Wood 83 33.62 40.44 25.43 15.01
Gower 114 30.77 36.96 24.47 12.49
Dean Jones 164 44.61 48.9 37.69 11.21
Geoff Marsh 117 39.97 44.37 33.96 10.41
Haynes 238 41.37 46.42 37.41 9.01

* * * * * *

Pakistan's flourish at the finish
Pakistan's late charge in one-dayers has now become rather expected, and a rate of around eight an over is only par for the course: in the two matches in the current series against New Zealand when Pakistan batted first and survived the entire 50 overs, they managed 81 and 102 off the last ten. In fact, in the last year, Pakistan have scored more than 100 off the last ten overs on six occasions, while they average 7.58 per over during that period since 2003.

Significantly, those runs have often come when Pakistan's top order has floundered: at Auckland against New Zealand, they recovered from a miserable 127 for 6 to post a respectable total, while on three other occasions, their late charge was the difference between a reasonable target and a daunting one.

Pakistan's best in the last 10 overs since 2003

Against Total after 40 Total after 50 Runs in last 10 Match result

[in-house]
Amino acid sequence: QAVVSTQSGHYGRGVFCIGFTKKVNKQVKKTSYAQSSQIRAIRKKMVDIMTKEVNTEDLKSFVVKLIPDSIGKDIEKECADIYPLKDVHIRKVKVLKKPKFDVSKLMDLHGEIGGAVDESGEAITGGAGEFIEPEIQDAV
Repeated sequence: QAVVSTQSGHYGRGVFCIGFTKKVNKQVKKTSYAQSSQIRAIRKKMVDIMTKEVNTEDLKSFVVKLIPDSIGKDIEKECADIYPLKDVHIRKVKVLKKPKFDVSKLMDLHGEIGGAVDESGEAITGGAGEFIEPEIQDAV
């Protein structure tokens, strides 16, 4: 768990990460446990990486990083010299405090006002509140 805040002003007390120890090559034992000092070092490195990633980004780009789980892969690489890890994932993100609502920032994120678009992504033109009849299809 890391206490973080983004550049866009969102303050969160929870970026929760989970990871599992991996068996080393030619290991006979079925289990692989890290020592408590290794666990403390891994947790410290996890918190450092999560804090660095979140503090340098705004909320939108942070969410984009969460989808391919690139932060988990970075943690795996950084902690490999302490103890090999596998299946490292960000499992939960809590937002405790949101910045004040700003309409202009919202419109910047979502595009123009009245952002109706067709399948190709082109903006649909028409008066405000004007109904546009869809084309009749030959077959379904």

New Zealand 201-2 314-7 113 Won by 51 runs
Kenya 180-5 286-8 106 Won by 143 runs
Bangladesh 218-3 323-3 105 Won by 137 runs
South Africa 172-4 277-6 105 Won by 8 runs
New Zealand 178-4 281-6 103 Won by 124 runs
New Zealand 127-6 229-7 102 Lost by 4 wickets

S Rajesh is assistant editor of Wisden Cricinfo.

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S Rajesh Stats editor Every week the Numbers Game takes a look at the story behind the stats, with an original slant on facts and figures. The column is edited by S Rajesh, ESPNcricinfo's stats editor in Bangalore. He did an MBA in marketing, and then worked for a year in advertising, before deciding to chuck it in favour of a job which would combine the pleasures of watching cricket and writing about it. The intense office cricket matches were an added bonus.